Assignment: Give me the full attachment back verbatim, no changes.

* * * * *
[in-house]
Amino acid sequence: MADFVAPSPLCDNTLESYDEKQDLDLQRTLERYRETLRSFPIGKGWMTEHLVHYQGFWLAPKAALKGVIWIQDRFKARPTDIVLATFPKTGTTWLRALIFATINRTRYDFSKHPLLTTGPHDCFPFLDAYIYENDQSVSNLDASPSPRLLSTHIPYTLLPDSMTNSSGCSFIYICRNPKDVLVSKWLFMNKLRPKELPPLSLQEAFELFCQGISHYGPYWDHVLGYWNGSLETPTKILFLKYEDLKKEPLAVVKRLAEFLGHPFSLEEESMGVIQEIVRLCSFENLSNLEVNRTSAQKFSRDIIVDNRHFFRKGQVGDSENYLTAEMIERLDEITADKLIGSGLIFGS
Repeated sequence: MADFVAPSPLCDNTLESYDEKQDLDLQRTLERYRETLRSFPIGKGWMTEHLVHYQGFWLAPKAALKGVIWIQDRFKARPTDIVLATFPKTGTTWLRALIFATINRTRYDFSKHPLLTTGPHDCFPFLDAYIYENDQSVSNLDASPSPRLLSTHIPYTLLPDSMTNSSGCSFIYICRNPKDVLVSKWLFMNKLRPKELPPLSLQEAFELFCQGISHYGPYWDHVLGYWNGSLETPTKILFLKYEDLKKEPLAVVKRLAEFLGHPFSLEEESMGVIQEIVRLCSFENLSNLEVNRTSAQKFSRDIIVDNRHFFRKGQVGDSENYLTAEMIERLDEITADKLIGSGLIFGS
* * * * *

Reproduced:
[in-house]
Amino acid sequence: MADFVAPSPLCDNTLESYDEKQDLDLQRTLERYRETLRSFPIGKGWMTEHLVHYQGFWLAPKAALKGVIWIQDRFKARPTDIVLATFPKTGTTWLRALIFATINRTRYDFSKHPLLTTGPHDCFPFLDAYIYENDQSVSNLDASPSPRLLSTHIPYTLLPDSMTNSSGCSFIYICRNPKDVLVSKWLFMNKLRPKELPPLSLQEAFELFCQGISHYGPYWDHVLGYWNGSLETPTKILFLKYEDLKKEPLAVVKRLAEFLGHPFSLEEESMGVIQEIVRLCSFENLSNLEVNRTSAQKFSRDIIVDNRHFFRKGQVGDSENYLTAEMIERLDEITADKLIGSGLIFGS
Repeated sequence: MADFVAPSPLCDNTLESYDEKQDLDLQRTLERYRETLRSFPIGKGWMTEHLVHYQGFWLAPKAALKGVIWIQDRFKARPTDIVLATFPKTGTTWLRALIFATINRTRYDFSKHPLLTTGPHDCFPFLDAYIYENDQSVSNLDASPSPRLLSTHIPYTLLPDSMTNSSGCSFIYICRNPKDVLVSKWLFMNKLRPKELPPLSLQEAFELFCQGISHYGPYWDHVLGYWNGSLETPTKILFLKYEDLKKEPLAVVKRLAEFLGHPFSLEEESMGVIQEIVRLCSFENLSNLEVNRTSAQKFSRDIIVDNRHFFRKGQVGDSENYLTAEMIERLDEITADKLIGSGLIFGS